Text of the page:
This is a transcript from the video series An Introduction to Infectious Diseases. Watch it now on The Great Courses Plus.
Louis Pasteur and Modern Medicine
Some of Louis Pasteur’s first work was with winegrowers in France—trying to ascertain the cause for grape blight.
Pasteur demonstrated that wine diseases were caused by microorganisms that can be killed by heating the wine to 55 degrees Centigrade for several minutes. Hence the process was named “pasteurization”.
He also discovered that beer and milk spoiled because of the rapid multiplication of microbes in these liquids, and this could be prevented through pasteurization.
Pasteur Discovers Vaccines
For his work, Pasteur was subsequently granted a U.S. patent “for improvement in brewing beer and ale pasteurization”. In 1885, Pasteur discovered vaccines for chicken cholera, anthrax, and even the first rabies virus vaccine.
Since rabies is one of the most uniformly fatal infectious diseases, the rabies vaccine has significant implications. Rabies was too small to be seen under any microscope at the time, leading to the concept of smaller organisms, which is known as viruses. Louis Pasteur created the Pasteur Institute that encouraged the freedom of creative imagination and rigorous scientific experimentation.
The Chamberland-Pasteur Filter
Pasteur worked together with another scientist, Charles Chamberland, to invent a device that would enhance the discovery of viruses. In 1884, the Chamberland-Pasteur filter was developed, which completely removed all bacteria from a liquid suspension.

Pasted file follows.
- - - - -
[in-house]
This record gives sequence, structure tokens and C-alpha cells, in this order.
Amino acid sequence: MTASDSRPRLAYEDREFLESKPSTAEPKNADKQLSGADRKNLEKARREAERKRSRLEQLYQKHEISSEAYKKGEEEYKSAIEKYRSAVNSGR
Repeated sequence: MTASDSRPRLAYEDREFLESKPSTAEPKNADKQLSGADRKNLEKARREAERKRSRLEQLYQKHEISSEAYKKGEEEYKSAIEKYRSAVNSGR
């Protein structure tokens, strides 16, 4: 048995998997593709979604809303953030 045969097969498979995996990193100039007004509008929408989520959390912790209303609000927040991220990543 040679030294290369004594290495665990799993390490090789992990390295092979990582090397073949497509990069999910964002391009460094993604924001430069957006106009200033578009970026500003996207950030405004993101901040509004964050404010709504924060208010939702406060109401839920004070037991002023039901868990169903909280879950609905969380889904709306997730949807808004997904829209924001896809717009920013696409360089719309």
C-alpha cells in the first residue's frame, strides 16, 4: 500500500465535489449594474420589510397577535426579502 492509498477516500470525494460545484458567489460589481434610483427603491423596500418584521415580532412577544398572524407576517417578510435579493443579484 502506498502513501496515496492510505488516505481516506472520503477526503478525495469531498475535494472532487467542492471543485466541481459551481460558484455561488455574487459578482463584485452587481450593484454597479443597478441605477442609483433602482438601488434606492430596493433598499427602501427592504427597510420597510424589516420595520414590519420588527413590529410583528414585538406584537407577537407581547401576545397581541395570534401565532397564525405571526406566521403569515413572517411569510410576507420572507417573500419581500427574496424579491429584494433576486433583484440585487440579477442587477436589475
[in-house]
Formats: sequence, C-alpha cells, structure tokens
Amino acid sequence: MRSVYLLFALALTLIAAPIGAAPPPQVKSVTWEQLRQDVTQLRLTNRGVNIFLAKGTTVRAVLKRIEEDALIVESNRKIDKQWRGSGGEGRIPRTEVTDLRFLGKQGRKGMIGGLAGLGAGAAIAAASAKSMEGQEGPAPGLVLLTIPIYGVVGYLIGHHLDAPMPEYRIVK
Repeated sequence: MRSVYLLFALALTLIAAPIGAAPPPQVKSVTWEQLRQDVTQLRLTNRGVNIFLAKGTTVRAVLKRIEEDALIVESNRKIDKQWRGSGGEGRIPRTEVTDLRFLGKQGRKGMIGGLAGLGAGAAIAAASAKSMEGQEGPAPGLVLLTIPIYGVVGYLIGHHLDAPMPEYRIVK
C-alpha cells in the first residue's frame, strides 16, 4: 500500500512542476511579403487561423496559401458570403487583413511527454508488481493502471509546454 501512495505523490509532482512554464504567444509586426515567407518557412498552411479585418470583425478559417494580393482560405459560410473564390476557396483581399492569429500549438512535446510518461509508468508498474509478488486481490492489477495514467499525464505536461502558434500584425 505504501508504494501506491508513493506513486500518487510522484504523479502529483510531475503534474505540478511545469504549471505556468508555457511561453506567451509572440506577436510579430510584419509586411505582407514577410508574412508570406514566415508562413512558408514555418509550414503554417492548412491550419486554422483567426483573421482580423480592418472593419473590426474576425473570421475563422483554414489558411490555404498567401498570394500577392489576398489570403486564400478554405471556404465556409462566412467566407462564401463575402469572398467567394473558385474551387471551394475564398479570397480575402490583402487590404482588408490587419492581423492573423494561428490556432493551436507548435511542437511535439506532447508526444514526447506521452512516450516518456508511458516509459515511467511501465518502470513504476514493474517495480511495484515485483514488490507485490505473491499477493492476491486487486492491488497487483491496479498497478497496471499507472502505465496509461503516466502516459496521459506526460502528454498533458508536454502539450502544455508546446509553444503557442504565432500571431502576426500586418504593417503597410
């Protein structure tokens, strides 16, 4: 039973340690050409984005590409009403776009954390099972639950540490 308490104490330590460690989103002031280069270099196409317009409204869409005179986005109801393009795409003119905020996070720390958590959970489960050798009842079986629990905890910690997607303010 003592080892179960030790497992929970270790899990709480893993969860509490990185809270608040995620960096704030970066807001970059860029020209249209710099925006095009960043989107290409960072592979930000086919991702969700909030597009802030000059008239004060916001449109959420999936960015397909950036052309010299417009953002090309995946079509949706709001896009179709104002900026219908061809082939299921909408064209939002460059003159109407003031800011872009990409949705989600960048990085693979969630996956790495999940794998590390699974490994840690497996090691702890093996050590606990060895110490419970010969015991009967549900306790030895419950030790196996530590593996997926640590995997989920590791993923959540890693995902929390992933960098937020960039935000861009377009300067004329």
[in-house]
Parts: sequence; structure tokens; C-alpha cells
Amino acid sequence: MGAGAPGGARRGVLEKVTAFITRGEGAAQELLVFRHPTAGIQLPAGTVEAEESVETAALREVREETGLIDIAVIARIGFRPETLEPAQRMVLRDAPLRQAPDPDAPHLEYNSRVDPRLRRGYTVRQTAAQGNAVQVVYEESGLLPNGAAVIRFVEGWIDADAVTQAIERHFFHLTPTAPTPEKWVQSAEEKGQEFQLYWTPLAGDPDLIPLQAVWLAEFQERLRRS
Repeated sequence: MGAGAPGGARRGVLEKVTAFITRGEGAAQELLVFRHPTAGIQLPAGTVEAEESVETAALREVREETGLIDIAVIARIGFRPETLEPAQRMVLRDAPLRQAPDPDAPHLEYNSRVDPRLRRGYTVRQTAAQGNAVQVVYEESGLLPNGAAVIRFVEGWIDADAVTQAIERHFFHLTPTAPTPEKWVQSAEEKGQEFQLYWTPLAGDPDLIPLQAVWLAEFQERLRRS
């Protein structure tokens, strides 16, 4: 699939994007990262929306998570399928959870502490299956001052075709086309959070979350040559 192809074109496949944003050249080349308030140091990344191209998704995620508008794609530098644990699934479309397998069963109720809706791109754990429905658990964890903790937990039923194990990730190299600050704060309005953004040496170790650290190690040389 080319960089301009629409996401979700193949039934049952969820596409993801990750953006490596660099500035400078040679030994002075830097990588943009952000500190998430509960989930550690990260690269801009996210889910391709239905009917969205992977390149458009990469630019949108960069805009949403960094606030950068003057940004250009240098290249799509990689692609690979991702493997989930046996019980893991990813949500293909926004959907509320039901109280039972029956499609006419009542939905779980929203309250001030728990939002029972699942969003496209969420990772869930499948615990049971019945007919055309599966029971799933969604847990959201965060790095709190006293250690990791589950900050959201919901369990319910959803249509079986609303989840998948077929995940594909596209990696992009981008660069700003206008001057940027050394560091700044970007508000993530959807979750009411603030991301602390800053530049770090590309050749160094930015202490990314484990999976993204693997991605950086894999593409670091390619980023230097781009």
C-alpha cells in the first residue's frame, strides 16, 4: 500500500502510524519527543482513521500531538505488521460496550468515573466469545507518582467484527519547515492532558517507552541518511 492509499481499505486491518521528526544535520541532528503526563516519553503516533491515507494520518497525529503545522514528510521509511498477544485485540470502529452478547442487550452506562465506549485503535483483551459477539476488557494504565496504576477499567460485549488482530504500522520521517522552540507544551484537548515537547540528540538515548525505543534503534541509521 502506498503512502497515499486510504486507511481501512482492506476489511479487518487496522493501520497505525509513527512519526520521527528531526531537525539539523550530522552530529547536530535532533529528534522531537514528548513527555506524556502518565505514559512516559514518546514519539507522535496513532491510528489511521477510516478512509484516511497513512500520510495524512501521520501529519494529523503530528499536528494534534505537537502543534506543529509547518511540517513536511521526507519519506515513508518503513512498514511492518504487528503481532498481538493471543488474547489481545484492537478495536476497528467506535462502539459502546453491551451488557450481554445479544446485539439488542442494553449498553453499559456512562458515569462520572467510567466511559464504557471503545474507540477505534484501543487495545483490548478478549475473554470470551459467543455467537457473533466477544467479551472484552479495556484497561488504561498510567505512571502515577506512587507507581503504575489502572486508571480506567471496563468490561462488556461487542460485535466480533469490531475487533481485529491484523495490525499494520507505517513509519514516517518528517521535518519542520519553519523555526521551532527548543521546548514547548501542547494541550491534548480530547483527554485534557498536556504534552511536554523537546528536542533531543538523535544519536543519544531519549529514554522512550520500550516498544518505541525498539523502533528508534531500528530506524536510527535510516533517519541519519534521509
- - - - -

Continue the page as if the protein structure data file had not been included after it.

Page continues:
By doing this, scientists were able to prove that an unknown infectious substance remained in the liquid and passed through the smallest caliper filters. Hence, they speculated the existence of viruses even before they were seen.
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The Electron Microscope
The invention of the electron microscope in the 1930s enabled scientists to finally see viruses, which are about 100 times smaller than bacteria. For this microscope to work, electrons, which are subatomic particles, are accelerated in a vacuum space at short wavelengths.
These electrons are directed to a target to form an image on an electron-sensitive photographic plate. Magnification can occur up to 1 million times the original object. Unfortunately, no living specimen can survive the high vacuum pressure and bombardment of electrons, so the microscope cannot show the organism’s dynamic life process.
Many of the worst diseases were found to be caused by specific bacterial or viral pathogens. Vaccines were produced against some of the organisms and by the 1950s, antibiotics would begin to cure others. But in the 1960s and 1970s, scientists were potentially becoming overly optimistic about the future conquest of infectious diseases.
Common Questions about Revolutionaries in Epidemiology
Dr. John Snow hypothesized that cholera was being spread through contaminated drinking water.
In 1883, Robert Koch, a bacteriologist in London, identified the specific cholera germ—cholera bacillus.
The term “pasteurization” originated when Louis Pasteur demonstrated that wine diseases are caused by microorganisms that can be killed by heating the wine to 55 degrees Centigrade for several minutes.